When parents share joint custody, usually they work out a schedule according to their work requirements, housing arrangements and their children’s needs. If the parents cannot agree on a schedule, the court will impose an arrangement. A common pattern is for children to split weeks between each parent’s house or apartment. Other joint physical custody arrangements include:
- Alternating months, years, or six-month periods, or
- Spending weekends and holidays with one parent, while spending weekdays with the other.
Joint custody has the advantage of assuring the children continuing contact and involvement with both parents, and it alleviates some of the burdens of parenting for each parent. There are, of course, disadvantages:
- Children must be shuttled around
- Parental non-cooperation or ill will can have serious negative effects on children
- Maintaining two homes for the children can be expensive
If you do have a joint custody arrangement, maintain detailed and organised financial records of your expenses. Keep receipts for groceries, school and after-school activities, clothing, and medical care. At some point the other parent may claim that he or she has spent more money on the kids than you have, and a judge will appreciate your detailed records.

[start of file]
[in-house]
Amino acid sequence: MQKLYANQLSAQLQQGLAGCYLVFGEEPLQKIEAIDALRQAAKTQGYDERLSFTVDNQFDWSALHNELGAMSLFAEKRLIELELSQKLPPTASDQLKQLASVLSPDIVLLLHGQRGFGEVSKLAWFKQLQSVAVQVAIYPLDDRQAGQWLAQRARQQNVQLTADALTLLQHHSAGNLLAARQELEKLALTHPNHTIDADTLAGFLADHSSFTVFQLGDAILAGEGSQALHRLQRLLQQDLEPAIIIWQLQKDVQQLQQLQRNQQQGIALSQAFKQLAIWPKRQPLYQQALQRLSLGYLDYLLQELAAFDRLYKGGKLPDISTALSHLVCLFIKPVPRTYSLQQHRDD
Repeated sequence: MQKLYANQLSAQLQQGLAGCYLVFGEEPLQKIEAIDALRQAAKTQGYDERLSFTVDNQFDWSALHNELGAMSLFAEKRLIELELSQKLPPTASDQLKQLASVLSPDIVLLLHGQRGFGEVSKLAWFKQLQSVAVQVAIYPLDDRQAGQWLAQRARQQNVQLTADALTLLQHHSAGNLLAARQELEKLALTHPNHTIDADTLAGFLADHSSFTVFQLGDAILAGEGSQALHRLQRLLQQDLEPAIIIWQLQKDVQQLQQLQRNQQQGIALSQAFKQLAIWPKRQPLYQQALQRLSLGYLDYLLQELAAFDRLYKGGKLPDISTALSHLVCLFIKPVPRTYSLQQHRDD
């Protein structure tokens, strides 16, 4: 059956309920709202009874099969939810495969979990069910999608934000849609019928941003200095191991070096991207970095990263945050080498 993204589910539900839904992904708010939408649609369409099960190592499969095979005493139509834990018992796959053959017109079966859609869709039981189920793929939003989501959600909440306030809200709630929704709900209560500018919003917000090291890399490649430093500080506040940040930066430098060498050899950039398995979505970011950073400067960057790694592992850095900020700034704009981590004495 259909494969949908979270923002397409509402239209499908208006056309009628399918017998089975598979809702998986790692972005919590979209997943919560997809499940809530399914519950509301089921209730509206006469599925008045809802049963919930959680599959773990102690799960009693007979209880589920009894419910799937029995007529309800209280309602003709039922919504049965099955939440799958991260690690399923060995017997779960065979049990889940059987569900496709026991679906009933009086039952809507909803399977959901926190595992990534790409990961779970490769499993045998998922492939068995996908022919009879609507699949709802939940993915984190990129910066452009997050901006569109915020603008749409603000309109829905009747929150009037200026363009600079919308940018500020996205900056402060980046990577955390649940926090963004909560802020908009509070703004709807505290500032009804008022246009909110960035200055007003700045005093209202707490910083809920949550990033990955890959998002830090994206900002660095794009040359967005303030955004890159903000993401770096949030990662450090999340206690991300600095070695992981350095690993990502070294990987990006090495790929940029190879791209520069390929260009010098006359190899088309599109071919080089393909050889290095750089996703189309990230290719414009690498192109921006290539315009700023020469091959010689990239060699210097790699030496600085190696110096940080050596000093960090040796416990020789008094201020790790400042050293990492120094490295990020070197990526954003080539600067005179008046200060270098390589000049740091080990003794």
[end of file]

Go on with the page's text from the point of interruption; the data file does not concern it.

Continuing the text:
5. Bird’s Nest Custody-
Bird’s nest custody is a joint custody arrangement where the children remain in the family home and the parents take turns moving in and out, spending their time out in separate housing of their own.
How does the Court come to its decision?
There are various pertinent issues that the courts look at when deciding how contact or visitation should be exercised, they include:
Child Abuse has many facets, it is not only physical but psychological and emotional as well.
Not all parents are fit enough to care for a child primarily, this is especially so if there is a history of irresponsible parenting.
The law in no way discriminates against parents based on their living conditions, however it is a factor which is considered in Child Custody Cases.
Psychiatric disorders, in many cases, play a role in deciding how care and contact should be exercised. If the condition is severe, a court would have to factor it when making its decision.
The Court (both the Children’s and High Court) would listen to both parents, and any expert appointment. Usually the expert would provide a report. These experts often are from the Office of the Family Advocate, or a state appointed social worker. After looking at, and hearing everything, the court would make a decision based on what is in the child’s best interest.